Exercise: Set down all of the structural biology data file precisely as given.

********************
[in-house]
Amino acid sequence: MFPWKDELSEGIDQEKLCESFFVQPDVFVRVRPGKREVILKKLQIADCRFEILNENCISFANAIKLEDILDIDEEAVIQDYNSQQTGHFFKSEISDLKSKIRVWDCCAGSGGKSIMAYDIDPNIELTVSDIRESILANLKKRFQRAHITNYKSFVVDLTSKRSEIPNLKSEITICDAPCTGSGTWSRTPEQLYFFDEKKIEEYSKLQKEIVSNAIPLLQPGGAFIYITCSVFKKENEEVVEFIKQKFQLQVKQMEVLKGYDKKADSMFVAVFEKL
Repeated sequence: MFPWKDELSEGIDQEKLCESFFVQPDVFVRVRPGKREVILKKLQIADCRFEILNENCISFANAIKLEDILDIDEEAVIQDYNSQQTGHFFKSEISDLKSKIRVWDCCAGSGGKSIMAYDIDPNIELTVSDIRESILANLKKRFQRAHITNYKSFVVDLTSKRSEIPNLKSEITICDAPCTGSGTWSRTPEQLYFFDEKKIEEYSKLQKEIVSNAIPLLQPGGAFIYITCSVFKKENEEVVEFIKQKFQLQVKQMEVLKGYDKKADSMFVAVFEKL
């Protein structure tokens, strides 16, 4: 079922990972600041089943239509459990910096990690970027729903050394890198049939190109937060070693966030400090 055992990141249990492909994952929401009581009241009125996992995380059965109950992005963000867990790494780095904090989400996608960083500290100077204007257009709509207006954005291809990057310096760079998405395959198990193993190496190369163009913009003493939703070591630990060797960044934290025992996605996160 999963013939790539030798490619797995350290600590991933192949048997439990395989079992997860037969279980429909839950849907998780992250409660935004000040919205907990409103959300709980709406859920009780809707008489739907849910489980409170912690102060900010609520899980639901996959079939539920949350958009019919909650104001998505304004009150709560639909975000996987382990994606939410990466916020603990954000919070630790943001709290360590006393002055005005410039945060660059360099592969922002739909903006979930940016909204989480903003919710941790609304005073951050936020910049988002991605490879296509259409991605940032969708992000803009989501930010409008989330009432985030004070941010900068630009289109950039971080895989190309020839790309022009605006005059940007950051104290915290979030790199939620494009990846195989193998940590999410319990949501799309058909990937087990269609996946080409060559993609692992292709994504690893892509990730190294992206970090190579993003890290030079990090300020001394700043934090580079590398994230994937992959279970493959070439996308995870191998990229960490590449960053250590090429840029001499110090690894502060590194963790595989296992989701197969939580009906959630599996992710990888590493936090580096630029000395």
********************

[in-house]
Amino acid sequence: MFPWKDELSEGIDQEKLCESFFVQPDVFVRVRPGKREVILKKLQIADCRFEILNENCISFANAIKLEDILDIDEEAVIQDYNSQQTGHFFKSEISDLKSKIRVWDCCAGSGGKSIMAYDIDPNIELTVSDIRESILANLKKRFQRAHITNYKSFVVDLTSKRSEIPNLKSEITICDAPCTGSGTWSRTPEQLYFFDEKKIEEYSKLQKEIVSNAIPLLQPGGAFIYITCSVFKKENEEVVEFIKQKFQLQVKQMEVLKGYDKKADSMFVAVFEKL
Repeated sequence: MFPWKDELSEGIDQEKLCESFFVQPDVFVRVRPGKREVILKKLQIADCRFEILNENCISFANAIKLEDILDIDEEAVIQDYNSQQTGHFFKSEISDLKSKIRVWDCCAGSGGKSIMAYDIDPNIELTVSDIRESILANLKKRFQRAHITNYKSFVVDLTSKRSEIPNLKSEITICDAPCTGSGTWSRTPEQLYFFDEKKIEEYSKLQKEIVSNAIPLLQPGGAFIYITCSVFKKENEEVVEFIKQKFQLQVKQMEVLKGYDKKADSMFVAVFEKL
């Protein structure tokens, strides 16, 4: 079922990972600041089943239509459990910096990690970027729903050394890198049939190109937060070693966030400090 055992990141249990492909994952929401009581009241009125996992995380059965109950992005963000867990790494780095904090989400996608960083500290100077204007257009709509207006954005291809990057310096760079998405395959198990193993190496190369163009913009003493939703070591630990060797960044934290025992996605996160 999963013939790539030798490619797995350290600590991933192949048997439990395989079992997860037969279980429909839950849907998780992250409660935004000040919205907990409103959300709980709406859920009780809707008489739907849910489980409170912690102060900010609520899980639901996959079939539920949350958009019919909650104001998505304004009150709560639909975000996987382990994606939410990466916020603990954000919070630790943001709290360590006393002055005005410039945060660059360099592969922002739909903006979930940016909204989480903003919710941790609304005073951050936020910049988002991605490879296509259409991605940032969708992000803009989501930010409008989330009432985030004070941010900068630009289109950039971080895989190309020839790309022009605006005059940007950051104290915290979030790199939620494009990846195989193998940590999410319990949501799309058909990937087990269609996946080409060559993609692992292709994504690893892509990730190294992206970090190579993003890290030079990090300020001394700043934090580079590398994230994937992959279970493959070439996308995870191998990229960490590449960053250590090429840029001499110090690894502060590194963790595989296992989701197969939580009906959630599996992710990888590493936090580096630029000395």